12 Best Olympic Mascots of all Time

We are all aware of how fantastic sports mascots appear. But do you know who the best Olympic mascots are?

Not to worry, we’ve compiled a list of some of the best Olympic mascots ever to grace the stadium in today’s article.

Check it out to see if any of your favorite mascots are on the list.

The 12 Greatest Olympic Mascots of All Time

We created this ranking based on the Sports Show’s research. We cannot guarantee that your favorite mascot will be at the top of the rankings. However, we guarantee that none of the mascots listed below are less well-known.

Also, no mascot is less than the other in any way, so don’t take this ranking seriously.

Rank Name of Mascots Olympics Year
12 Sam the Olympic Eagle 1984
11 Cobi 1992
10 Vinicius 2016
9 Izzy 1996
8 Soohoorang 2018
7 Sukki, Nokki, Lekki, and Tsukki 1998
6 Powder, Copper, and Coal 2002
5 Neve and Glitz 2006
4 Fuwa 2008
3 Miga, Quatchi, Sumi, and Mukmuk 2010
2 The Leopard, Polar bear, and Hare 2014
1 Wenlock and Mandeville 2012

12. Sam the Olympic Eagle

The Olympic Eagle, Sam, served as the official mascot for the 1984 Summer Olympics and Paralympics in Los Angeles, California. Sab is a bald eagle, the national bird of the United States.

Sam, the mascot’s name, is a play on another American symbol, Uncle Sam. Sam was created by Bob Moore, a great Disney animation artist.

The mascot for the 1984 Summer Olympics was Sam the Eagle, a character from The Muppet Show. However, when it comes to design, these two are not the same.

Similarly, Sam, the eagle wasn’t just used for the Olympics. This mascot was later used to promote the Mt. San Antonio College Relays, a track, and field event.

11. Cobi

Cobi was the official mascot of the Summer Olympic and Paralympic Games in Barcelona, Spain in 1992. Not to mention, Cobi was the best Olympic mascot for the majority of fans that year.

Furthermore, this mascot was inspired by Velázquez’s classic Las Meninas. Did you also know Cobi was a Cubist-style Catalan Sheepdog?

The mascot’s name is derived from the Barcelona Olympic Organizing Committee or COOB.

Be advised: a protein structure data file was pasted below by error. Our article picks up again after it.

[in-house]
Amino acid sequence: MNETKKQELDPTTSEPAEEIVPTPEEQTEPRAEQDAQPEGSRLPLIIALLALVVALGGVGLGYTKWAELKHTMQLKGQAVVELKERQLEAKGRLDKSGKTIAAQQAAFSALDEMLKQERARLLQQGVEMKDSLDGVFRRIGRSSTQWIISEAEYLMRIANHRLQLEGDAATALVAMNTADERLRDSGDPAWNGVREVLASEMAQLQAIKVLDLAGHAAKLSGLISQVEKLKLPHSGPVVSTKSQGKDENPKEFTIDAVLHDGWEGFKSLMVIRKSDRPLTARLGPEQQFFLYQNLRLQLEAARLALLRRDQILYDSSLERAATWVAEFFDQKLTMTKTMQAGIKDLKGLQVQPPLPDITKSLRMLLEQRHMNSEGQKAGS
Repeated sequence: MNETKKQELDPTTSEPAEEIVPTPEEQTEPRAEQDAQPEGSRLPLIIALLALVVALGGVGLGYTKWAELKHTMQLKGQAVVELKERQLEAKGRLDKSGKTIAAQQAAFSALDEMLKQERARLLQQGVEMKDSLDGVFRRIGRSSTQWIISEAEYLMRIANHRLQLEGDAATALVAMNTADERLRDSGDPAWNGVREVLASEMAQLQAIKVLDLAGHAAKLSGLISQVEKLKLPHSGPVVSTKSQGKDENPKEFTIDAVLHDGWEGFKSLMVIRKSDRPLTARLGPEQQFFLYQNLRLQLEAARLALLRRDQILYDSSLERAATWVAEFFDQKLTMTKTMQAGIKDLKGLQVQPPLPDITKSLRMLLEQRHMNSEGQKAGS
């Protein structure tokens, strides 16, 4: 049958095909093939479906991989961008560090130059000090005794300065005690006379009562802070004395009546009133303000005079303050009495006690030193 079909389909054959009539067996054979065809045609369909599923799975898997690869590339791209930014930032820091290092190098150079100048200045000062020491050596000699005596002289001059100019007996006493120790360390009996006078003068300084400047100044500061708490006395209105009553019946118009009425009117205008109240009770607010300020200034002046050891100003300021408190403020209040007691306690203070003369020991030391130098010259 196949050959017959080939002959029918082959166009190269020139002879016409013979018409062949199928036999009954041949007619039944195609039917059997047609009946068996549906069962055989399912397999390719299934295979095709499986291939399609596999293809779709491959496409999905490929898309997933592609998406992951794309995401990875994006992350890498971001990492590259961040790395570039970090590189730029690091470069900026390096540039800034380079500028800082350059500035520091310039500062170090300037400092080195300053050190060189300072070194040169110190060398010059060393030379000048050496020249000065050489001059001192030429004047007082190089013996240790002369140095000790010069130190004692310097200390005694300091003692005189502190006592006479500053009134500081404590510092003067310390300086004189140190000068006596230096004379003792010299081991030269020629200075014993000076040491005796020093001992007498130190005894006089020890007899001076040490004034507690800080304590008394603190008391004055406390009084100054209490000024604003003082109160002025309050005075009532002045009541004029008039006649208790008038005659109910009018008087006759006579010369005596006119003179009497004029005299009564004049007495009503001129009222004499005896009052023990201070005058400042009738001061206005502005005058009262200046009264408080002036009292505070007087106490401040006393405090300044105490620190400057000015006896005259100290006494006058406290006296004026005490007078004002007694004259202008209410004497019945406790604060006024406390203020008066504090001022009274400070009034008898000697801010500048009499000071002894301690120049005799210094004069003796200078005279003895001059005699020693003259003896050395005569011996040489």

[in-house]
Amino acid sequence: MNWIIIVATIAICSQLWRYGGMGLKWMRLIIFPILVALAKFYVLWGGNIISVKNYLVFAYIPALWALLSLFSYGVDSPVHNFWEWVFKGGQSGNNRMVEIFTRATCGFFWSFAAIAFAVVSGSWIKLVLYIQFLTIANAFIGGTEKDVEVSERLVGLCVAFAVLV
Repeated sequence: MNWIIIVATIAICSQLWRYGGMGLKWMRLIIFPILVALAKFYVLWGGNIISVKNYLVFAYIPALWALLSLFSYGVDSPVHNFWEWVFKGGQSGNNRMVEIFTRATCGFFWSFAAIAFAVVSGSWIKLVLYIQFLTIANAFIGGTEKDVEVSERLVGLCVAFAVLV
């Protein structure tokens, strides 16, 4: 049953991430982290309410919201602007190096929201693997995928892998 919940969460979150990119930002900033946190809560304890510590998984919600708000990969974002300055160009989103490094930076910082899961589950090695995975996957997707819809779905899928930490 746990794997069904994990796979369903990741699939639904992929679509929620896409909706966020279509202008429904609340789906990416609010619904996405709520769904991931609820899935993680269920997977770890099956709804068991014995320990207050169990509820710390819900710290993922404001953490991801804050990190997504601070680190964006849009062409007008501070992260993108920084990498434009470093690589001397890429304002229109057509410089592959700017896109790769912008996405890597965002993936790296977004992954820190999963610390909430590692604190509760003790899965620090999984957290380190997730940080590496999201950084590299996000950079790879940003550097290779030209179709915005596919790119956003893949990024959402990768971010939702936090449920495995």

Although the mascot was released to the public before the 1992 Summer Olympics, it still held up well.

And, of course, the Cobi Troupe was a TV show based on Cobi.

Canada is the country with the most LGBTQ+ athletes competing in the Olympics. However, different countries are involved.

10. Vinicius

Vinicius is the official mascot of the 2016 Summer Olympics, which were held in Rio de Janeiro, Brazil. So Paulo created this one-of-a-kind mascot based on the animation company Birdo.

The designer incorporated elements of cats, monkeys, and birds depicting Brazilian fauna while creating this mascot.

Furthermore, only Brazilian companies were permitted to submit bids for the creation of this mascot.

Furthermore, in August 2013, a panel of judges comprised of media experts and representatives from various Olympic organizations was convened to select the final design.

Finally, on November 23, 2014, the mascot was unveiled to the public following a rigorous selection process. Vinicius de Moraes named the mascot after three weeks of online voting.

9. Izzy

Izzy, the adorable tiny fan-favorite mascot of the 1996 Summer Olympics and Paralympics, went on to become one of the world’s best Olympic mascots.

To clarify, Izzy was an animated character who could transform into a variety of shapes. Her original name was Whatzit, which stood for “What is it?” in case you didn’t know.

Surprisingly, no animal or person is depicted in the mascot. John Ryan, a senior animation director at Atlanta-based design firm DESIGNefx, created Izzy.

Out of twenty competing design firms, the winning design was chosen to create a masterpiece summer Olympics mascot.

As a result, the mascot became so popular that a roller coaster at Busch Gardens Williamsburg in Williamsburg, Virginia, was named after it.

8. Soohoorang

Soohorang, the mascot for the 2018 Winter Olympics, is one of the best Olympic mascots in the world. Furthermore, this incredible mascot was designed and developed in Korea.

In terms of the meaning behind the name, “Sooho” means “protection” in Korean, symbolizing the protection provided to athletes, participants, and spectators. It also represents the preservation of international peace.

And the word “Rang” is derived from the Korean word “Ho-rang-i,” which means “tiger.” This letter is also the final letter of the popular traditional Korean folk song “Jeongseon Arirang.”

Soohorang, the mascot, was inspired by the white tiger, known as “back” in Korean. In Korea, it is regarded as a sacred guardian animal.

If you’re interested in Greek Olympic sports history, read on. Then read about the 12 greatest ancient Greek Olympic sports here!

7. Sukki, Nokki, Lekki, and Tsukki

The “Snowlets,” Sukki, Nokki, Lekki, and Tsukki, were the official mascots of the 1998 Winter Olympics and Paralympics in Nagano, Japan.

Furthermore, the four mascots represent the four years that pass between each Olympiad. Sukki represents the element fire, Nokki represents the element air, Lekki represents the element earth, and Tsukki represents the element water.